Once the certificate of authentication is received, it is parsed and the security information is stored 306 as the nodes credentials. In some embodiments, this step involves using a secure transaction method that only a valid node can parse. In these embodiments, this may help prevent rogue nodes from being maliciously placed within the femtocell network and accessing services and the cellular network.
In some embodiments, a re-authentication step 307 may be employed to check the credentials parsed from the secure information delivered from the controller. In these embodiments, if re-authentication step 307 verifies node authentication, then the node may be rebooted and passed back to step 303. In alternative embodiments, methods for skipping the re-authentication step might be employed, for example by setting a flag or parameter, thereby leading into step 303 to expedite process flows and save the time lost to a reboot process.
In step 308, if the femtocell has failed to present valid credentials then the node may be programmed to alert a supervisor or operator, for example, via a computer message or with a visual indication such as a flashing light. If the events described in 308 occur, then in some embodiments the system may halt operations 309. In some embodiments, methods for preventing an unauthorized node to frequency attempt authorization may be employed to maintain system resources. For example, some embodiments may utilize a step counter that increments and then resets the operation back to step 301, with cessation of operations if the step counter passes a threshold value.
In the illustrated embodiment, the node may be configured to implement various security features in step 310. Various embodiments may utilize a number of methods to secure the media and control traffic that passes over the node. Additionally, a security process may log the different methods used and allow an audit of the security. In various embodiments, the security features can be adapted for individual flows attributed to an attached mobile station or individual processes within the node or specific commands or requirements. Further embodiments may employ the various means of access and compliance with various regulatory requirements, such as lawful interception. Furthermore, this node the specific security implementation may be utilized as an alternative to bulk security when the flows are aggregated. In further embodiments, the security methods are applicable to media (useful data payload) as well as control messages. Security mechanisms in these embodiments may be applied to any mixture of separate or integrated control and media messages, as is often termed in-band or out-of-band control planes. In these embodiments, the security features may be encrypted using well known methods in the art--for example IPSec, SSL, TLS, DTLS, cellular encryption methods or emerging encryption methods using the credentials passed during earlier steps. At this stage, after the femtocell has been activated, its identity has been established, it has been authorized as a qualified operational node, and its security systems have been implemented, the femtocell is ready to begin operations. In some embodiments, under this security architecture, all subsequent steps can operate in a secure fashion so that messages cannot be intercepted or spoofed without constant reauthorization. In embodiments requiring secure addressing, the secure addressing may be implemented in this stage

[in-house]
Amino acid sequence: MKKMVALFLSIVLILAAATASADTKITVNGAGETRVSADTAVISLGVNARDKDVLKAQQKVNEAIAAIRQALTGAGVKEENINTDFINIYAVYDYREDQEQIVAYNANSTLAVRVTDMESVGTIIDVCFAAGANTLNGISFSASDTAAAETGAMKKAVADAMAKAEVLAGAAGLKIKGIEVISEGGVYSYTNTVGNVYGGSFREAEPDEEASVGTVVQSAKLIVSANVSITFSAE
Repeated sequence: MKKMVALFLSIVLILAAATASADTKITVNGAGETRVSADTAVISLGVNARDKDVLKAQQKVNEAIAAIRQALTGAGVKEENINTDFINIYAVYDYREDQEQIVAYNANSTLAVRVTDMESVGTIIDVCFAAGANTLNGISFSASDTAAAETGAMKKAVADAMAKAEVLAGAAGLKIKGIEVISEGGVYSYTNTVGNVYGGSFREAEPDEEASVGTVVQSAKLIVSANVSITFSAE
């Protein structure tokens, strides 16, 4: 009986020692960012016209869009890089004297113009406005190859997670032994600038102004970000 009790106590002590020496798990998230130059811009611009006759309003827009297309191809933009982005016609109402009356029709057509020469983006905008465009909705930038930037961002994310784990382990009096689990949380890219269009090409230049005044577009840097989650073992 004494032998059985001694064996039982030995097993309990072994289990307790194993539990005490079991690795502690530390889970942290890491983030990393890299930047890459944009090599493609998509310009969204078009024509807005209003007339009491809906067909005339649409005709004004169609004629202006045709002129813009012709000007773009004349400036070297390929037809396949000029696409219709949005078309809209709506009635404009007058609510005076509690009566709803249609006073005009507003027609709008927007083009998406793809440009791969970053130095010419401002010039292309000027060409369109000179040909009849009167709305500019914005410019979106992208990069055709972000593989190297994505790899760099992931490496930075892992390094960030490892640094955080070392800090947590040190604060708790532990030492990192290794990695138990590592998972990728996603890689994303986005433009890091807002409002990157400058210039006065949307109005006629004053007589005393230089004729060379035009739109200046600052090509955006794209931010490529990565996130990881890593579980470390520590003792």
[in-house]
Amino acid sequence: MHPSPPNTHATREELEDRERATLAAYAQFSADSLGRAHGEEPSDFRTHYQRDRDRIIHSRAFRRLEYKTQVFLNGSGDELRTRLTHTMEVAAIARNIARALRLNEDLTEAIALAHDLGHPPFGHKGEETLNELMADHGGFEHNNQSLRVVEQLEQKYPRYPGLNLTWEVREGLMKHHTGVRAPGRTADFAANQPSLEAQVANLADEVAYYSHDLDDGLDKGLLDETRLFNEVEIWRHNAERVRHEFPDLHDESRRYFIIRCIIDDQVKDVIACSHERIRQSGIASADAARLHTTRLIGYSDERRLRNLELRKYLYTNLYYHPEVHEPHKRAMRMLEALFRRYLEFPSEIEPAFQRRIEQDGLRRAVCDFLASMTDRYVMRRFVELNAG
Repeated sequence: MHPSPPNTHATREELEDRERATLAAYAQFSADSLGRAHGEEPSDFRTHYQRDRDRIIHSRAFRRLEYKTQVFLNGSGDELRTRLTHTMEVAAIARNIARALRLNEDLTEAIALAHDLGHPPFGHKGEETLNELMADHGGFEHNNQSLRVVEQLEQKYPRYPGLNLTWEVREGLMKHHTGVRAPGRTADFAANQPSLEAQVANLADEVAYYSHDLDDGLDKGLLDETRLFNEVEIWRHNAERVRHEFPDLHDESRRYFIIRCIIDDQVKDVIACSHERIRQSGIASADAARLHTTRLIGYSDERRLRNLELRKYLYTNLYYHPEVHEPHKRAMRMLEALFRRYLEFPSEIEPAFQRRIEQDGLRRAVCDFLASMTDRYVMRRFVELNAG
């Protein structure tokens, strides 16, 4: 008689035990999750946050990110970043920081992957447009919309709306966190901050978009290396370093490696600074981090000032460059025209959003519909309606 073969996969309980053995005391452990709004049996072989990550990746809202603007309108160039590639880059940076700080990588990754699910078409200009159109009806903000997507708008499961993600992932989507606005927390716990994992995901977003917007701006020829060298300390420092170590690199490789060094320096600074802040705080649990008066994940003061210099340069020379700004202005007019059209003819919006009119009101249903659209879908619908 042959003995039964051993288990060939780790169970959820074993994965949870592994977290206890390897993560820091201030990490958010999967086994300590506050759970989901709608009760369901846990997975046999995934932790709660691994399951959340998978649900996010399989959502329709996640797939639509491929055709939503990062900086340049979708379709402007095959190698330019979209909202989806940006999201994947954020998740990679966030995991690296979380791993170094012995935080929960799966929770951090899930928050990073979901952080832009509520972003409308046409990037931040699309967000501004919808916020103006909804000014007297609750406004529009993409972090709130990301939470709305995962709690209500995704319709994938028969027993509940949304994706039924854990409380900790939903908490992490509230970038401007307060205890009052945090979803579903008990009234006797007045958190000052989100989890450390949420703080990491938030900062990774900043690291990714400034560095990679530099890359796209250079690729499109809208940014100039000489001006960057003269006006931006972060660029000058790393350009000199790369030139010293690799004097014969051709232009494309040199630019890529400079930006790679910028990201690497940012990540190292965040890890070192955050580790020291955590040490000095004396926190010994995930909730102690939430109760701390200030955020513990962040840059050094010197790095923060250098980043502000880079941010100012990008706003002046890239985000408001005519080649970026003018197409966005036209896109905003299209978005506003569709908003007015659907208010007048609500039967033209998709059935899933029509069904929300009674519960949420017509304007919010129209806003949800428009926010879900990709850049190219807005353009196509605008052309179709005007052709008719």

In step 311 the femtocell begins procedures to join the cellular communications system. For example, the femtocell may use the security signaling channel to request permission to use the licensed cellular spectrum band. In some embodiments, this step will comprise transmitting credentials and parameters, such as location and end-user identity. After the cellular system manager has processed these messages, a return message with parameters will be transmitted back to the femtocell. In some embodiments, this step may employ IP methods such as RADIUS, DIAMETER or cellular methods using SS7. In further embodiments, to increase the system integrity, the messages are encrypted such that they cannot be intercepted or spoofed. This secure contact with the spectrum holder may occur in series or in parallel according to the operational processes being as described herein.
In step 312, the return message that was transmitted from the spectrum holder, proxy, or cellular network manager is analyzed. In some embodiments, this evaluation may comprise establishing that participation in the cellular communication system is allowed, and if so, establishing what constraints the participation is under.